A vet in action checking up a calf in Nakuru [Boniface Thuku, Standard]

Once in a while, animals die. Some of the deaths are expected while some occur suddenly or mysteriously. Whether it is the death of your favourite cat or dog or your best producing dairy cow, it is always good to know what was the cause of death so that you can get closure and know next course of action. Like in humans, the causes of death are many and varied from old age, accidents, sickness, poisoning, malnutrition, deficiencies, congenital abnormalities among others. For animal owners who have insured their animals, you’ll need a post mortem or necropsy report from a qualified vet to get compensation. 

What do you do when an animal dies?

First, call the vet immediately or within 24 hours. Alternatively, you can take the carcass, within the same time frame, to the nearest veterinary clinic, hospital or laboratories. Here, a veterinarian receives the carcass and requests for a few details from you. Acting fast helps to prevent changes such as rotting which could affect the results of the post mortem. Details such as age, sex, colour, breed, number affected, vaccination status, clinical signs, duration of illness may help the veterinarian to fill a post-mortem form.

What happens during post-mortem?

Post-mortem for different animals is almost the same save for a few differences. The clinical signs aid the veterinarian to decide how best to approach this critical exam and exercise caution where necessary. In that regard therefore, it is prudent to disclose as much information as possible and be truthful while at it. The actual examination is two phased: external and internal. For the external one, the vet checks for external parasites, wounds, colouration among other observable signs on the animal’s body.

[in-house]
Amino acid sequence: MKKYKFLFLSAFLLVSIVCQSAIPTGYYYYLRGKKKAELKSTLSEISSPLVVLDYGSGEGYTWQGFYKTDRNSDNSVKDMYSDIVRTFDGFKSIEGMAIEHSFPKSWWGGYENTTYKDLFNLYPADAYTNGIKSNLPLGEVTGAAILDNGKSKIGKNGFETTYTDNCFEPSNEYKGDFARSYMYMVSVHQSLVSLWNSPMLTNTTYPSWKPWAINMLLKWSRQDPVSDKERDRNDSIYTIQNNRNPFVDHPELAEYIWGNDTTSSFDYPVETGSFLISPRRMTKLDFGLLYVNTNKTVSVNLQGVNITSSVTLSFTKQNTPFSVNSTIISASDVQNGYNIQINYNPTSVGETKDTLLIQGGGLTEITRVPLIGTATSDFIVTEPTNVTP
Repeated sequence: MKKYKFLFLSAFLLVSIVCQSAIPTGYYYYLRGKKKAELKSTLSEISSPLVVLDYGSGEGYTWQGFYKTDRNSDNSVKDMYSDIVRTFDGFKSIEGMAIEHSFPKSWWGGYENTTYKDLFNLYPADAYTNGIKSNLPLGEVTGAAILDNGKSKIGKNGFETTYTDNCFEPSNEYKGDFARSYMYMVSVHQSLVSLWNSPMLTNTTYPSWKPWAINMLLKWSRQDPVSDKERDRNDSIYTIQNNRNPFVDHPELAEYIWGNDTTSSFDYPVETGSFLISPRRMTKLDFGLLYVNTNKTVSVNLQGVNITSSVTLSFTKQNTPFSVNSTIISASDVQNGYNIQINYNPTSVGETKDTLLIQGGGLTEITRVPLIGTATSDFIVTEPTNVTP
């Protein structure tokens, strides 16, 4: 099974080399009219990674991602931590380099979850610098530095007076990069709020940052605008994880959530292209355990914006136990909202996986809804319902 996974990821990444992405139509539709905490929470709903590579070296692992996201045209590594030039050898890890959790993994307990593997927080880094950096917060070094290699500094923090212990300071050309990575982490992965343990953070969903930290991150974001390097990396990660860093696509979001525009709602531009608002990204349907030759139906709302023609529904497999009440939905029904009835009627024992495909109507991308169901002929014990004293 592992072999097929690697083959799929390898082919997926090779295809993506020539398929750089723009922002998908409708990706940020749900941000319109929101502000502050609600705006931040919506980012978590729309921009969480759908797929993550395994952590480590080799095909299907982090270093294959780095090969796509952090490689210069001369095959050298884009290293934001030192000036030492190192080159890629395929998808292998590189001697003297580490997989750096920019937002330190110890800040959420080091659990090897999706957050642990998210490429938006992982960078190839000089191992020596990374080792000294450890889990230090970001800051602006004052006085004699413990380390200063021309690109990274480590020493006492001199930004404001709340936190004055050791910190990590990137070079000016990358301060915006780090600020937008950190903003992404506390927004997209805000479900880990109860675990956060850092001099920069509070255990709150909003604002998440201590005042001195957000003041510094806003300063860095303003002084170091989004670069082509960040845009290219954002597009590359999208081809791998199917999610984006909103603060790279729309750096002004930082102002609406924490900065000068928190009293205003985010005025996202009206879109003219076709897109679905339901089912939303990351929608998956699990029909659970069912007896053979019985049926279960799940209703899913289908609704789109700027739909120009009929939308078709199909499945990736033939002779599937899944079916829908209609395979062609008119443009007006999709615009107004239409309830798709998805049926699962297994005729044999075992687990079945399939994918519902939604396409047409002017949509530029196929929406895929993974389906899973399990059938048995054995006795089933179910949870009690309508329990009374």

Next is the internal examination. Here the vet and the team removes the feathers or skin of the animal and observes how the whole body is. After this, the vet makes entry into the body cavities and examines each organ, systematically. The vet notes the colour, smell, feel, size, position of the contents in the body cavities. From this, the veterinarian comes up with several possible causes of death.

Narrowing down to the exact cause of death

Depending on the clinical signs, observations and changes seen, they take samples for further investigation. The samples could be a liver, faecal, intestinal contents, blood, lymph node among others. The samples undergo parasitology, microbiology, toxicology or virology analysis. The reports from these tests helps the veterinarian narrow down to the exact cause of death.

[The writer is resident vet at FarmKenya Initiative]